Journal Article

Correlates of Human Immunodeficiency Virus Infection Risk Behavior in Male Attendees of a Clinic for Sexually Transmitted Disease

Richard A. Jenkins, Pamela R. Jenkins, Ellen D. Nannis, Kelly T. McKee and Lydia R. Temoshok

in Clinical Infectious Diseases

Published on behalf of Infectious Diseases Society of America

Volume 30, issue 4, pages 723-729
Published in print April 2000 | ISSN: 1058-4838
Published online April 2000 | e-ISSN: 1537-6591 | DOI: http://dx.doi.org/10.1086/313744
Correlates of Human Immunodeficiency Virus Infection Risk Behavior in Male Attendees of a Clinic for Sexually Transmitted Disease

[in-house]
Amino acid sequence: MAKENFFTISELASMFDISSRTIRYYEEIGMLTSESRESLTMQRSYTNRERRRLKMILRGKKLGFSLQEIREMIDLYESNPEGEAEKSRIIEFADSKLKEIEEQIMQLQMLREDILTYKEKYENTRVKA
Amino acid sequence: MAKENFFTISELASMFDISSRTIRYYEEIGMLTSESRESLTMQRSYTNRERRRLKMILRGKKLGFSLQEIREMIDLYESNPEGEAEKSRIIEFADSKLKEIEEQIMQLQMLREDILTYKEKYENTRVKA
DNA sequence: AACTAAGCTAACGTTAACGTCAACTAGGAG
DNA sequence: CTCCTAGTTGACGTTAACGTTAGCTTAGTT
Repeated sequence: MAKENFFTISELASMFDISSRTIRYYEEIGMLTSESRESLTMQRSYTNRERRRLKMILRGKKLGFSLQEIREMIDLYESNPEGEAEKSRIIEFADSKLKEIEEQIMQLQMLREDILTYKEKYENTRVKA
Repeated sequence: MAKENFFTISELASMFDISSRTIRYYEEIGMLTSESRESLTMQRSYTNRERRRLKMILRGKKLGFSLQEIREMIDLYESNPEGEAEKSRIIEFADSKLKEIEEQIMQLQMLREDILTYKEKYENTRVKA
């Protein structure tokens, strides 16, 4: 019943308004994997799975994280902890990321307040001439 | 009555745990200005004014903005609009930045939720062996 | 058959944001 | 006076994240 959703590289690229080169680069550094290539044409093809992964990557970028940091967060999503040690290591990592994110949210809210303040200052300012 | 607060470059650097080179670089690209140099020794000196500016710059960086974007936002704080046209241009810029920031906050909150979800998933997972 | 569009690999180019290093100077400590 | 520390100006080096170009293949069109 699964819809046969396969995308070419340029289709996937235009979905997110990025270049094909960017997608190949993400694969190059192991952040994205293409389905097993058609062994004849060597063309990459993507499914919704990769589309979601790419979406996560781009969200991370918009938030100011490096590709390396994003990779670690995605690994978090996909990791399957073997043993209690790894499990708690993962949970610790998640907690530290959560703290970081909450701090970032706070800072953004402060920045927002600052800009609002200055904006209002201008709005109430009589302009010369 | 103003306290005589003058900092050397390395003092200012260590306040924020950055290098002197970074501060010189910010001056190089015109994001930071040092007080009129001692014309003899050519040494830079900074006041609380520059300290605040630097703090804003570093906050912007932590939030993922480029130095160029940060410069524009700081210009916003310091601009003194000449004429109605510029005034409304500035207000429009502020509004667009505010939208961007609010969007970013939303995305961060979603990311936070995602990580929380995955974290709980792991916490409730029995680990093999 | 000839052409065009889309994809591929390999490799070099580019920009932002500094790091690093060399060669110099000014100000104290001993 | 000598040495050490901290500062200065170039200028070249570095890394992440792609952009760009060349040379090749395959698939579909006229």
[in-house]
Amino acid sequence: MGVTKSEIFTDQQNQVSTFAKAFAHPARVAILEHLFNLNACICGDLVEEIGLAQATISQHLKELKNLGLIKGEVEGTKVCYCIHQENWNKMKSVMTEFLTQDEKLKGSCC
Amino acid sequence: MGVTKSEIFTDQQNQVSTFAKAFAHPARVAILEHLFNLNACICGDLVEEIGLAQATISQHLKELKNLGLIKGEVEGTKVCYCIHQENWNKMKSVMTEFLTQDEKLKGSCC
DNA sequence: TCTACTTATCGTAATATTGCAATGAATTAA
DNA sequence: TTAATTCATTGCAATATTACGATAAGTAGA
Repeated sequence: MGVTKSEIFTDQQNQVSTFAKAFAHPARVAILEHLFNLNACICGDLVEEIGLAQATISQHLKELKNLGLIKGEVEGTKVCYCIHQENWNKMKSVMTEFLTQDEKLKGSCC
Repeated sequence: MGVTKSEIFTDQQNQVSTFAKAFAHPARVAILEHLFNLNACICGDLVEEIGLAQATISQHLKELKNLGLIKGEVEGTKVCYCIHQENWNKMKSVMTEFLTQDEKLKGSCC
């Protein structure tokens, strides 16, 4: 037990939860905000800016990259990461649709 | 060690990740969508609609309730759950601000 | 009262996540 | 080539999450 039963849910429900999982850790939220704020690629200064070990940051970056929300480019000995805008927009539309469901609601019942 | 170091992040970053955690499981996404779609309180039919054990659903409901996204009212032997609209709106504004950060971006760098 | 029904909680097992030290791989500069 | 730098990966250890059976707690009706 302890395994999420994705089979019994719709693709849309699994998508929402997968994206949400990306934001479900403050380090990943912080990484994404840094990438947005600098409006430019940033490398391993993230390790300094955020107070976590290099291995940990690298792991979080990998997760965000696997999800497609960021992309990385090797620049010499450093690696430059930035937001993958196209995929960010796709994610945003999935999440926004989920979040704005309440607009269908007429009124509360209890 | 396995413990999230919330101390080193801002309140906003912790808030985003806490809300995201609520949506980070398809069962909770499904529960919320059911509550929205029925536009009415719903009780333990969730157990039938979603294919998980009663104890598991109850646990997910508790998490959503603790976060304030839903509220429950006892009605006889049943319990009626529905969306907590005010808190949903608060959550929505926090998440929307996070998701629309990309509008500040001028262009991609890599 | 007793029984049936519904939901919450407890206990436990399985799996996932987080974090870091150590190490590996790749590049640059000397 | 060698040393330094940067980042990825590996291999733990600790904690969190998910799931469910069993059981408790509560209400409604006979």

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Human immunodeficiency virus (HIV) infection risk behavior was evaluated in a cross-sectional survey of 400 male active-duty US Army personnel who presented at a sexually transmitted disease (STD) clinic with symptoms of acute urethritis. High-risk partners were common, and nearly one-quarter of the sample had previously had STDs. Logistic regression models examined correlates of HIV exposure risk, of inconsistent condom use, and of having partners with increased risk of HIV infection. Frequent partner turnover, sex “bingeing,” negative attitudes toward condom use, and engaging in sex during military leaves were important correlates of risk. Individuals with HIV infection risk behavior generally were cognizant of their risk for HIV infection. Implications for intervention are discussed.

Journal Article.  4477 words.  Illustrated.

Subjects: Infectious Diseases ; Immunology ; Public Health and Epidemiology ; Microbiology

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